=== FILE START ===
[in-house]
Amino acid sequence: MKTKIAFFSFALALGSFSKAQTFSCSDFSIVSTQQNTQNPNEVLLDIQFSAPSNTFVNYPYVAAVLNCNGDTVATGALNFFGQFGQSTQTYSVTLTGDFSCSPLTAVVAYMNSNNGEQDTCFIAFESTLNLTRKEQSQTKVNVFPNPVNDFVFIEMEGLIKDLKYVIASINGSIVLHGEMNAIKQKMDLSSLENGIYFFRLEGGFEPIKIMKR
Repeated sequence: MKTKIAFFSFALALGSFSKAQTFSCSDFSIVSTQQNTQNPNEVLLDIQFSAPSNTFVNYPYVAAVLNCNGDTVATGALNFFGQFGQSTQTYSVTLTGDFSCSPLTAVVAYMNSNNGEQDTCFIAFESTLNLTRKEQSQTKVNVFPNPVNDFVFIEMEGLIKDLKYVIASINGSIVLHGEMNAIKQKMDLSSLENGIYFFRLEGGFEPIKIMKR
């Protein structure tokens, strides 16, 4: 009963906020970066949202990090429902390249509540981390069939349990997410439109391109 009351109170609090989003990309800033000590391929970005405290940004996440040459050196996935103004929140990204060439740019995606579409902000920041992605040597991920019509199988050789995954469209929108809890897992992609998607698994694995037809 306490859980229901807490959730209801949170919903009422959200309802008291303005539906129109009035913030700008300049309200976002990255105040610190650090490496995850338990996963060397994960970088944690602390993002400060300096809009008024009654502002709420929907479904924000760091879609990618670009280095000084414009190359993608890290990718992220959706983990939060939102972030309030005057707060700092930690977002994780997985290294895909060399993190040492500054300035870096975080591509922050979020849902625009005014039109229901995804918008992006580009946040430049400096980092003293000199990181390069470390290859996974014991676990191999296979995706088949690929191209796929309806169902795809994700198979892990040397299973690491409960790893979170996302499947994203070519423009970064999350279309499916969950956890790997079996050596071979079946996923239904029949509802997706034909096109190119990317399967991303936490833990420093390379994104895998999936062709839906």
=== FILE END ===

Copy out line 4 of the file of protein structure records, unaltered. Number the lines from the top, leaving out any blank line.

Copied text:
């Protein structure tokens, strides 16, 4: 009963906020970066949202990090429902390249509540981390069939349990997410439109391109 009351109170609090989003990309800033000590391929970005405290940004996440040459050196996935103004929140990204060439740019995606579409902000920041992605040597991920019509199988050789995954469209929108809890897992992609998607698994694995037809 306490859980229901807490959730209801949170919903009422959200309802008291303005539906129109009035913030700008300049309200976002990255105040610190650090490496995850338990996963060397994960970088944690602390993002400060300096809009008024009654502002709420929907479904924000760091879609990618670009280095000084414009190359993608890290990718992220959706983990939060939102972030309030005057707060700092930690977002994780997985290294895909060399993190040492500054300035870096975080591509922050979020849902625009005014039109229901995804918008992006580009946040430049400096980092003293000199990181390069470390290859996974014991676990191999296979995706088949690929191209796929309806169902795809994700198979892990040397299973690491409960790893979170996302499947994203070519423009970064999350279309499916969950956890790997079996050596071979079946996923239904029949509802997706034909096109190119990317399967991303936490833990420093390379994104895998999936062709839906």